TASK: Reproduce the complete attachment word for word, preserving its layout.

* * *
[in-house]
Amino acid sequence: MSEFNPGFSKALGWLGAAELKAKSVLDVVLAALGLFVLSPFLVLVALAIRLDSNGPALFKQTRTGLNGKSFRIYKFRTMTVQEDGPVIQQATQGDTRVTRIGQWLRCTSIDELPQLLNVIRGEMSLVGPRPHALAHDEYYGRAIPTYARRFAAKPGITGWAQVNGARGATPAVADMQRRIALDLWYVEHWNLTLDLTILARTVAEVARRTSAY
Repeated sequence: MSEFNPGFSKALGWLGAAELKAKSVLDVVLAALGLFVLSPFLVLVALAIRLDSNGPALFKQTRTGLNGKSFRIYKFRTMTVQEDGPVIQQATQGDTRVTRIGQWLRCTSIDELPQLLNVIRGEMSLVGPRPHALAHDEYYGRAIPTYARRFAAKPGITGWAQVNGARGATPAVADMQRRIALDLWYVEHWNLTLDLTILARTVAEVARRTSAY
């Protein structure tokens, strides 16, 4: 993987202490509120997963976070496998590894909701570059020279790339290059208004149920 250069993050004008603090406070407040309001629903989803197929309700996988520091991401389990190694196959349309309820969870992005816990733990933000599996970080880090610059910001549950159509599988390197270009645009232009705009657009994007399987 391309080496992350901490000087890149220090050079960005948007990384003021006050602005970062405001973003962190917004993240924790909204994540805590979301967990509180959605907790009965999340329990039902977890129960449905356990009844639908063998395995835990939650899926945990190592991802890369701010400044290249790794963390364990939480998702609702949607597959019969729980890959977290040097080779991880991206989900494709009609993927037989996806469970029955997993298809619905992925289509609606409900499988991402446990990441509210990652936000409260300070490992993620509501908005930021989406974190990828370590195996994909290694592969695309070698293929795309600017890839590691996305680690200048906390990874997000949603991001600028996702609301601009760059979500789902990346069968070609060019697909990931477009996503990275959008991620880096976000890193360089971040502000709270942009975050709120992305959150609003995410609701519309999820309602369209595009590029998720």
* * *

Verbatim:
[in-house]
Amino acid sequence: MSEFNPGFSKALGWLGAAELKAKSVLDVVLAALGLFVLSPFLVLVALAIRLDSNGPALFKQTRTGLNGKSFRIYKFRTMTVQEDGPVIQQATQGDTRVTRIGQWLRCTSIDELPQLLNVIRGEMSLVGPRPHALAHDEYYGRAIPTYARRFAAKPGITGWAQVNGARGATPAVADMQRRIALDLWYVEHWNLTLDLTILARTVAEVARRTSAY
Repeated sequence: MSEFNPGFSKALGWLGAAELKAKSVLDVVLAALGLFVLSPFLVLVALAIRLDSNGPALFKQTRTGLNGKSFRIYKFRTMTVQEDGPVIQQATQGDTRVTRIGQWLRCTSIDELPQLLNVIRGEMSLVGPRPHALAHDEYYGRAIPTYARRFAAKPGITGWAQVNGARGATPAVADMQRRIALDLWYVEHWNLTLDLTILARTVAEVARRTSAY
């Protein structure tokens, strides 16, 4: 993987202490509120997963976070496998590894909701570059020279790339290059208004149920 250069993050004008603090406070407040309001629903989803197929309700996988520091991401389990190694196959349309309820969870992005816990733990933000599996970080880090610059910001549950159509599988390197270009645009232009705009657009994007399987 391309080496992350901490000087890149220090050079960005948007990384003021006050602005970062405001973003962190917004993240924790909204994540805590979301967990509180959605907790009965999340329990039902977890129960449905356990009844639908063998395995835990939650899926945990190592991802890369701010400044290249790794963390364990939480998702609702949607597959019969729980890959977290040097080779991880991206989900494709009609993927037989996806469970029955997993298809619905992925289509609606409900499988991402446990990441509210990652936000409260300070490992993620509501908005930021989406974190990828370590195996994909290694592969695309070698293929795309600017890839590691996305680690200048906390990874997000949603991001600028996702609301601009760059979500789902990346069968070609060019697909990931477009996503990275959008991620880096976000890193360089971040502000709270942009975050709120992305959150609003995410609701519309999820309602369209595009590029998720």